Taking her cue from the NAS study, Senator Barbara Boxer (D-California) immediately called for EPA to further reduce the maximum allowable arsenic level to 3 ppb. However, “I think right now people will accept the 10 parts per billion, and that will be the standard,” stated House Minority Whip David Bonior (D-Michigan).
Boxer also criticized the Whitman EPA after it “wasted all this time for nothing. They should have left the Clinton standard in place.”
“I don’t see how anyone can fault her for getting the best possible science to justify the decision,” countered Representative Sherwood Boehlert (R-New York). He observed that Whitman still intends to meet the Clinton administration’s 2006 implementation goal, so no time was in fact wasted in implementing the 10 ppb standard.
“Problematic in rural America”
Mike Keegan, an analyst for the National Rural Water Association, went further, questioning the soundness of the NAS science. He asserted there remains “an incredible amount of uncertainty” regarding the NAS studies. So long as such uncertainty exists, stated Keegan, local communities should be allowed to determine for themselves how much arsenic they choose to filter from their water.
Keegan pointed out that 56,000 of the nation’s 60,000 community water systems are already compliant with the 10 ppb standard. The remaining 4,000 systems will be forced to bear their own costs for expensive new equipment, yet these systems serve an average of fewer than 10,000 people each.
“It’s going to be real problematic in rural America,” stated Keegan. “It won’t be uncommon to see $500-a-year rate increases.
Jerry Taylor, director of natural resource studies for the Cato Institute, agreed that arsenic standards should be decided by each local community. Even if the NAS findings are accurate, noted Taylor, $500 per year is a hefty price for low-income Americans to pay to partially address what is already a minimal health risk.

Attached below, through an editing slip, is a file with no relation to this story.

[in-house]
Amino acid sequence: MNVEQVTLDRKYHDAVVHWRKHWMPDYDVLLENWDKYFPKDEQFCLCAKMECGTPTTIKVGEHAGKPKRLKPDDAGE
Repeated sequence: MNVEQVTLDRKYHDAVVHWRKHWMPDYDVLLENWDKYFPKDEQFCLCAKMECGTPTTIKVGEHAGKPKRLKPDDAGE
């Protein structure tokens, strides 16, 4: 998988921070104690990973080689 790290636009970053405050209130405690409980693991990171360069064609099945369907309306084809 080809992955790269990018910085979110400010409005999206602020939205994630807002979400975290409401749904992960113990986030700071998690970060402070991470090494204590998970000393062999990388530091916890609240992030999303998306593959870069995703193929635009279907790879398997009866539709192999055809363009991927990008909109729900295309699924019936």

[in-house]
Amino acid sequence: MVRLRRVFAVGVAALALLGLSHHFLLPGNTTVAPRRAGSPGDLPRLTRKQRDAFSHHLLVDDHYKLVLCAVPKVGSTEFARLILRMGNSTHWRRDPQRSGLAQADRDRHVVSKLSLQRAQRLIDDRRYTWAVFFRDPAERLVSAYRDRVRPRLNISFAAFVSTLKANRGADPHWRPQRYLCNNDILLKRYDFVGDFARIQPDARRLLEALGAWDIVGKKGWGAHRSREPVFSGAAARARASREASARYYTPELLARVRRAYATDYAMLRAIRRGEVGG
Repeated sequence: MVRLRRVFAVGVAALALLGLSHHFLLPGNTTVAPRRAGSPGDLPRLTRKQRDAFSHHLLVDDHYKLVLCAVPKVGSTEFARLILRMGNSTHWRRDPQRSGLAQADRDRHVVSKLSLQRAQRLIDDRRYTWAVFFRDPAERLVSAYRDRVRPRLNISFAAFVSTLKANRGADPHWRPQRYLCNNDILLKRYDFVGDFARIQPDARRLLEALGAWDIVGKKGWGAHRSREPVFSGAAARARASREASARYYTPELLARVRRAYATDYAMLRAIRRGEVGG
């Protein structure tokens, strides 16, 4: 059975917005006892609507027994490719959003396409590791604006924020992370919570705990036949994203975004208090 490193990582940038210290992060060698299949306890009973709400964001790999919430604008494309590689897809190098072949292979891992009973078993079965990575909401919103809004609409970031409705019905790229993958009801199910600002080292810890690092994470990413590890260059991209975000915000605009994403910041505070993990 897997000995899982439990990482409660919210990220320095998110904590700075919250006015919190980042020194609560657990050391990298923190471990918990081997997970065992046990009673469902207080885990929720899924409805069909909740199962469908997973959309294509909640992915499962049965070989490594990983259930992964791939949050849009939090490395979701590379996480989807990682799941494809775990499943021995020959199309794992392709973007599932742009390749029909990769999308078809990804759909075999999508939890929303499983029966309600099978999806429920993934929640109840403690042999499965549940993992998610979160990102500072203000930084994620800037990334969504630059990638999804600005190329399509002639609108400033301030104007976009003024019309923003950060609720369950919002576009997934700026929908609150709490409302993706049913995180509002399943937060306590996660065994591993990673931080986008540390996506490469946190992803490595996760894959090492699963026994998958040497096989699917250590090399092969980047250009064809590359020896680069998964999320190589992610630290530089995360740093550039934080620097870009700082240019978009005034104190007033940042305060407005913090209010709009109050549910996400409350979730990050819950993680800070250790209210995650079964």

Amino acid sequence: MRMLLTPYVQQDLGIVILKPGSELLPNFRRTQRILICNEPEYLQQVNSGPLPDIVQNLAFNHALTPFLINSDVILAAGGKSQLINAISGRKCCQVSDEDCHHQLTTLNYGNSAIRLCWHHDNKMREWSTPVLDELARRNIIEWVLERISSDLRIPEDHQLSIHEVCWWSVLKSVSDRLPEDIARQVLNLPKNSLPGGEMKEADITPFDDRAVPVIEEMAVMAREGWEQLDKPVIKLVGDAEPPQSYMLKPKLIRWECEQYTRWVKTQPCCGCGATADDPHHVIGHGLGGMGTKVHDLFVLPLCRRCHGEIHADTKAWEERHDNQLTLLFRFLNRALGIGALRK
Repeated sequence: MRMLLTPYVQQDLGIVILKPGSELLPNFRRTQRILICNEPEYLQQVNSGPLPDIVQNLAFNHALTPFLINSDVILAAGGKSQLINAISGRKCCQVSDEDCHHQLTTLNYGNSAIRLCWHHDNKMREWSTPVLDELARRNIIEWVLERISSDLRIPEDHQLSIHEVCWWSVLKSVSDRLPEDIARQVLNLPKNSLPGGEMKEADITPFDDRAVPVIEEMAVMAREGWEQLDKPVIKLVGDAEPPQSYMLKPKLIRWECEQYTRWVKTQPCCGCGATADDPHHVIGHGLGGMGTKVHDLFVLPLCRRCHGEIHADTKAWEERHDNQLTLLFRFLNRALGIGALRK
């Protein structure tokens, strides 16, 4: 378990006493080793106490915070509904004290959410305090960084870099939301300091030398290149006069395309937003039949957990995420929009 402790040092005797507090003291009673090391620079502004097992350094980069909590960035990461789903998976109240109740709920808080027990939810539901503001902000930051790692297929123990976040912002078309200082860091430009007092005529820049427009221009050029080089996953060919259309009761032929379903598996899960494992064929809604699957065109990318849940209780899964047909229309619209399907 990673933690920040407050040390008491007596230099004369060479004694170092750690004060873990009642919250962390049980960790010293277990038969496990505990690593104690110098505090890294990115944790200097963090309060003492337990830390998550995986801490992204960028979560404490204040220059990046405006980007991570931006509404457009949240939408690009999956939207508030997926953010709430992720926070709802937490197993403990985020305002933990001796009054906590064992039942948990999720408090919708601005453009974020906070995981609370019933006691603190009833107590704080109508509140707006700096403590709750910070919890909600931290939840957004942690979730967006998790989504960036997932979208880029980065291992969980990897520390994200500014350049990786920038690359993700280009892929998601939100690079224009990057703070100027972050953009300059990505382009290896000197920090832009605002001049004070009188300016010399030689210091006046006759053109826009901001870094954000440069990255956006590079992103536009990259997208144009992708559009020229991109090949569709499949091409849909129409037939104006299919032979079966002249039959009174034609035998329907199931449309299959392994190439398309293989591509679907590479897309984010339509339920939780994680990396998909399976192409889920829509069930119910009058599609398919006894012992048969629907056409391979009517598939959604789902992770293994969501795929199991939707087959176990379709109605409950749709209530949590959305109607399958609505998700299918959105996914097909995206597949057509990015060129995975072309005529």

“For many people,” Taylor points out, “$500 dollars per year is the difference between decent food, clothing, and shelter and poor food, clothing, and shelter; the difference between carrying decent health insurance and going without health insurance; the difference between having disposable monthly income and having no disposable monthly income. Individuals and individual communities, rather than the Washington bureaucracy, are best suited to determine whether $500 per month is a worthwhile price to pay for whatever marginal benefit the new standard provides.”
Cass Sunstein, a professor of jurisprudence at the University of Chicago, supported the free-market analysis offered by Keegan and Taylor. “Safety is a matter of degree, and if safer water quality is very expensive, then poor people are better off without it.
“Cars should certainly be safe,” continued Sunstein, “but rich people are more likely than poor people to buy Volvos. It would not be a good idea for the government to force poor people to buy Volvos, and the reason is that if you are poor, you might reasonably use what money you have on something other than adding an additional margin of safety to your car. Perhaps you will use that money on food, or medical care, or shelter.
“The same is true for water quality. If the consequence of decreasing risks is to significantly decrease family income for poor people, then it is perfectly legitimate for the government to refuse to act.”